|Publication number||US5111824 A|
|Application number||US 07/561,108|
|Publication date||May 12, 1992|
|Filing date||Aug 1, 1990|
|Priority date||Aug 1, 1990|
|Publication number||07561108, 561108, US 5111824 A, US 5111824A, US-A-5111824, US5111824 A, US5111824A|
|Inventors||John C. Lazenby, James Riley|
|Original Assignee||Quantum Medical Systems, Incorporated|
|Export Citation||BiBTeX, EndNote, RefMan|
|Patent Citations (8), Referenced by (22), Classifications (9), Legal Events (5)|
|External Links: USPTO, USPTO Assignment, Espacenet|
This invention relates to ultrasonic imaging. In particular, this invention relates to electronically blending echoes from a plurality of separately focused ultrasonic beams to produce a composite image having reduced image artifacts.
Ultrasonic imaging has proved useful in the medical arts because of its ability to provide structural information about a patient's subcutaneous sound scatterers (organs, blood, bones, etc.). Typically, ultrasonic imaging systems (1) transmit ultrasonic energy from a transducer through a patient's skin, (2) electrically process echoes from the patient's subcutaneous sound scatterers, and (3) produce an image of those sound scatterers on a display device. It is highly desirable to increase the image detail so that improved analysis of the sound scatterers is possible. However, before increased image detail can be achieved, the structural information from the sound scatterers must be increased.
One method of increasing the structural information is to focus the transmitted ultrasonic energy into a small cross-sectional area. Focused ultrasonic energy, hereinafter referred to as a beam, increases the structural information by increasing the energy applied to sound scatterers near the beam's focal point while reducing the energy applied to adjacent tissues, thereby providing increased echo discrimination. However, as is well known to those in the art, a focused beam has its ultrasonic energy contained in a beam profile that widens as the distance from the beam's focal point increases. Therefore, at locations remote from the beam's focal point, the advantages of focusing are lost since the beam's cross-sectional area necessarily increases.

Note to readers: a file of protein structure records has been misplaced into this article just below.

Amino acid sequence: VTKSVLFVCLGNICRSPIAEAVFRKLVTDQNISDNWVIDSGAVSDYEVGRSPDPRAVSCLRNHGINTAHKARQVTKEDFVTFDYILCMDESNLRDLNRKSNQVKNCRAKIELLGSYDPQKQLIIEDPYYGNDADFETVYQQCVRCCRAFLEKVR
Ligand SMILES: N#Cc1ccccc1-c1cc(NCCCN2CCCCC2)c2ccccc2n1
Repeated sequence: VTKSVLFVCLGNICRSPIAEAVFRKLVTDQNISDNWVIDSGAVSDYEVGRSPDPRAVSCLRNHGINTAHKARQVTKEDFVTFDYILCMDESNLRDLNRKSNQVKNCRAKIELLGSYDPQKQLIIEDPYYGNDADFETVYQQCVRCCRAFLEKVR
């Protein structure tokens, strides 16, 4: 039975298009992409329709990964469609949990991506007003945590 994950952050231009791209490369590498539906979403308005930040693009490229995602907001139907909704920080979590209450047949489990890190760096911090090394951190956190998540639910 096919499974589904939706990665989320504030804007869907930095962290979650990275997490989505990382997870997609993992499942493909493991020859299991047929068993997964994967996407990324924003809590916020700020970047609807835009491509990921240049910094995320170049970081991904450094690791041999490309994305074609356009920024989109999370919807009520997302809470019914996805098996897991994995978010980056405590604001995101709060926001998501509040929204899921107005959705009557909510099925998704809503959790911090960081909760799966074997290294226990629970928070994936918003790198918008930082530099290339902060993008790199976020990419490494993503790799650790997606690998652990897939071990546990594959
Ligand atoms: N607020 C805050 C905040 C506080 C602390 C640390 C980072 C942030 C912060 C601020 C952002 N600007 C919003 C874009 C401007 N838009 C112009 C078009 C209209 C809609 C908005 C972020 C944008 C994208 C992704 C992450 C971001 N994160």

Some conventional ultrasound imaging systems have sought to overcome focusing limitations by combining echoes from multiple beams, each having a different focal length, to form a composite image. While systems using multiple beams have proved successful, the combining of the echoes typically produces undesirable bright or dark lines, called image artifacts, in interstitial areas between the beam's focal points.
Therefore, it is clear that there has existed a need for a system that smoothly blends echoes resulting from a plurality of beams having different focal points to form a composite image having reduced image artifacts.
It is an object of the present invention to provide a system that blends echoes from a plurality of beams focused at different points so that the derived structural information could be displayed with reduced image artifacts.
This and other objects of this invention are accomplished by generating a sequence of beams having different focal points; converting any resulting echoes into electrical signals; amplifying the electrical signals by a time variable gain dependant on the beam's beam profile; producing for each beam a sequence of sampled received signals from the amplified electrical signals; and blending the sampled received signals to form a composite image.
In the preferred embodiment, the blending of the sampled received signals to form the composite image includes temporarily storing the sampled received signals, multiplying each sampled received signal by a gain coefficient determined by (1) the beam that caused the sampled received signal and (2) the location of the sound scatterer that caused the sampled received signal, and summing the gain multiplied received signals to form a composite image.
FIG. 1A and 1B are schematics illustrating the formation of raster scan and sector scan images, respectively.